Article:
June 5, 1933: The Dollar’s Day of Infamy
After the bombing of Pearl Harbor, President Franklin D. Roosevelt called Dec. 7, 1941, “A date that will live in infamy.”
When it comes to the US monetary system, June 5, 1933 should share that ignoble title, because that date marks the beginning of a slow death of the dollar.
Eighty-two years ago, the US went off the gold standard when Congress enacted a joint resolution erasing the right of creditors to demand payment in gold. The move was the culmination of actions taken by Roosevelt that year.
In March 1933, the president prohibited banks from paying out or exporting gold. In April of that same year, Roosevelt signed Executive Order 6102. It was touted as a measure to stop hoarding, but was in reality a massive confiscation scheme. The order required private citizens, partnerships, associations and corporations to turn in all but small amounts of gold to the Federal Reserve in exchange for $20.67 per ounce.
As Peter Schiff points out in his Classic Gold Scams report, despite hefty fines and long prison terms, the government did little to enforce the confiscation order:
Even in the heat of Roosevelt’s confiscation scheme, government troops did not break into people’s homes… Ironically, all the gold actually collected by the Treasury was willfully surrendered in a wave of misguided patriotism, while many ‘law-breakers’ simply kept their gold.”
That’s an important point to keep in mind when coin dealers try to convince you that only their gold coins will remain safe in the next wave of confiscation. Fears of confiscation in today’s world are blown far out of proportion and should not dissuade you from protecting your wealth with highly liquid gold and silver coins.
The purpose of Roosevelt’s executive order was to remove constraints on inflating the money supply. The Federal Reserve Act required all notes have 40% gold backing. But the Fed was low on gold and up against the limit. By increasing its gold stores, the Fed could circulate more notes.
The very next year, the government raised the price of gold to $35.
President Richard Nixon put the final nail in the coffin when he slammed the “gold window” shut in 1971, severing the last ties the dollar had to gold. Nixon uncoupled gold from its fixed $35 price and suspended the convertibility of dollars into gold.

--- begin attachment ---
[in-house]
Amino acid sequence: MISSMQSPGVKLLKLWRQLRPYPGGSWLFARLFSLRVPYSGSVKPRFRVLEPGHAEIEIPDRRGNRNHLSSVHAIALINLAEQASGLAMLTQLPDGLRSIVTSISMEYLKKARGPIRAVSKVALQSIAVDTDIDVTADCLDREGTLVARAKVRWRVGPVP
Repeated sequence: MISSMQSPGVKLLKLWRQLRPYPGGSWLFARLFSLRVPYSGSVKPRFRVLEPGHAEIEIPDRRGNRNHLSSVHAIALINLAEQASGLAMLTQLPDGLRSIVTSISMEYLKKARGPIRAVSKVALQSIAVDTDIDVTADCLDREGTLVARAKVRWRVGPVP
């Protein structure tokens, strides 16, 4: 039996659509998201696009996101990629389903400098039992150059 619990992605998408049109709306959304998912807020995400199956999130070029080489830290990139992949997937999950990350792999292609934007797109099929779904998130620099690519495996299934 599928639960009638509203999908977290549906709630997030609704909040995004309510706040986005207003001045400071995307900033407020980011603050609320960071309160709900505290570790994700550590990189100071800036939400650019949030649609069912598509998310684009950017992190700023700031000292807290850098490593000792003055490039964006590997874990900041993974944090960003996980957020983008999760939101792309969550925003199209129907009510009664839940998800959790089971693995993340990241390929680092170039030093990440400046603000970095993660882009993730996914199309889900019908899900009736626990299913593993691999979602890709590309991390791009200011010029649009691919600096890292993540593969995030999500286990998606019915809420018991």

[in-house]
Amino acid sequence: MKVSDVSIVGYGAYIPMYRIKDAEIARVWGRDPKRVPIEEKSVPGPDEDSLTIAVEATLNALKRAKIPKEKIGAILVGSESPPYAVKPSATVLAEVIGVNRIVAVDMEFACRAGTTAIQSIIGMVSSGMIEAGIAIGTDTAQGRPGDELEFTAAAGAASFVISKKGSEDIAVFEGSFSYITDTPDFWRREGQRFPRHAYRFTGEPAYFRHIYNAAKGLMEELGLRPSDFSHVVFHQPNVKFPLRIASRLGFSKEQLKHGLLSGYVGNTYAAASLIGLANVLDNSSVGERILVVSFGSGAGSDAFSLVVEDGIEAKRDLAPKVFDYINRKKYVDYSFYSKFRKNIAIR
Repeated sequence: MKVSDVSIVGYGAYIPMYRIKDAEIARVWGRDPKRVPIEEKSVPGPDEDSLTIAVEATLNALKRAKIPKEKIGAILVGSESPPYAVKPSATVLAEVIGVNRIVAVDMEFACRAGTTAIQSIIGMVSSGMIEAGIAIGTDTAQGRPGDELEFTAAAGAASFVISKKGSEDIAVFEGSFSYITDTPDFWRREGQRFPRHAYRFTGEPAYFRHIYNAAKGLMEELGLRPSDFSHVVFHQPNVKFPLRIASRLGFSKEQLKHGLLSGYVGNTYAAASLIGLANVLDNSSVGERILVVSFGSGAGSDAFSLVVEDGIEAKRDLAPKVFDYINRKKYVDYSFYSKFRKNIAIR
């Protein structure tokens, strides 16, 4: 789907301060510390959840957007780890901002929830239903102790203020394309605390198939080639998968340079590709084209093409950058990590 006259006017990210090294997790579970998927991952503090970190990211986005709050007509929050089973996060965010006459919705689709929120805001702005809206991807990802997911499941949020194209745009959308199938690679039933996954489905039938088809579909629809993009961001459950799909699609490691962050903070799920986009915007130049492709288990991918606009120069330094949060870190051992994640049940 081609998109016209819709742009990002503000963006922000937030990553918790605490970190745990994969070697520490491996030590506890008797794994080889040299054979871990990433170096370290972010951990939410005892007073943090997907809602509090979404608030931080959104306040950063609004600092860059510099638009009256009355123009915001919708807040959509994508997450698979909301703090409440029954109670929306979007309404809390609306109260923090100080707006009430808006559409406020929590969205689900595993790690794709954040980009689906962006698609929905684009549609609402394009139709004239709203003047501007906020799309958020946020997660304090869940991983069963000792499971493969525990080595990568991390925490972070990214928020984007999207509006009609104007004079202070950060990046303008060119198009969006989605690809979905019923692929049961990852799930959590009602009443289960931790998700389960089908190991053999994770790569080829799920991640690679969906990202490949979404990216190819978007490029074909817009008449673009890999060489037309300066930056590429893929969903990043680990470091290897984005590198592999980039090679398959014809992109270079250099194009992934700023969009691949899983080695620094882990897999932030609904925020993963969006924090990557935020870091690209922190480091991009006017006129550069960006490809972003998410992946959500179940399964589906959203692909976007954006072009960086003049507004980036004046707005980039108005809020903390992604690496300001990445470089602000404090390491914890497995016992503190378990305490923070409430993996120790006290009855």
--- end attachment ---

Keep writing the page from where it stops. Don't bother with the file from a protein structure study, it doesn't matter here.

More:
Roosevelt’s moves in 1933 set off a dollar devaluation that continues to this day. A paper offered during the American Economic Association’s 2013 Annual Meeting by Carmen Reinhart and Ken Rogoff reveals the devaluation of dollar after 1933.
In 1913, prices were only about 20% higher than in 1775 and around 40% lower than in 1813, during the War of 1812. Whatever the mandates of the Federal Reserve, it is clear that the evolution of the price level in the United States is dominated by the abandonment of the gold standard in 1933 and the adoption of fiat money subsequently. One hundred years after its creation, consumer prices are about 30 times higher than what they were in 1913.”
An article we recently published on the minimum wage illustrates the practical impact of dollar devaluation in our daily lives.
In 1964, the minimum wage stood at $1.25. To put it another way, a minimum wage worker earned five silver quarters for every hour worked. Today, you can’t even buy a cup of coffee with those five quarters. But the melt-value of those five silver quarters today stands close to $15!”
As David Stockman put it, Roosevelt’s moves culminating in the June 5 congressional resolutions “initiated a process of monetary deformation that led straight to Nixon’s abomination at Camp David, Greenspan’s panic at the time of the 1998 Long-Term Capital Management crisis, and the final destruction of monetary integrity and financial discipline during the BlackBerry Panic of 2008.”
The legacy of June 5, 1933 continues today. The dollar continues to devalue. That means over the long-term, the price of gold in US dollars will almost certainly continue to rise.
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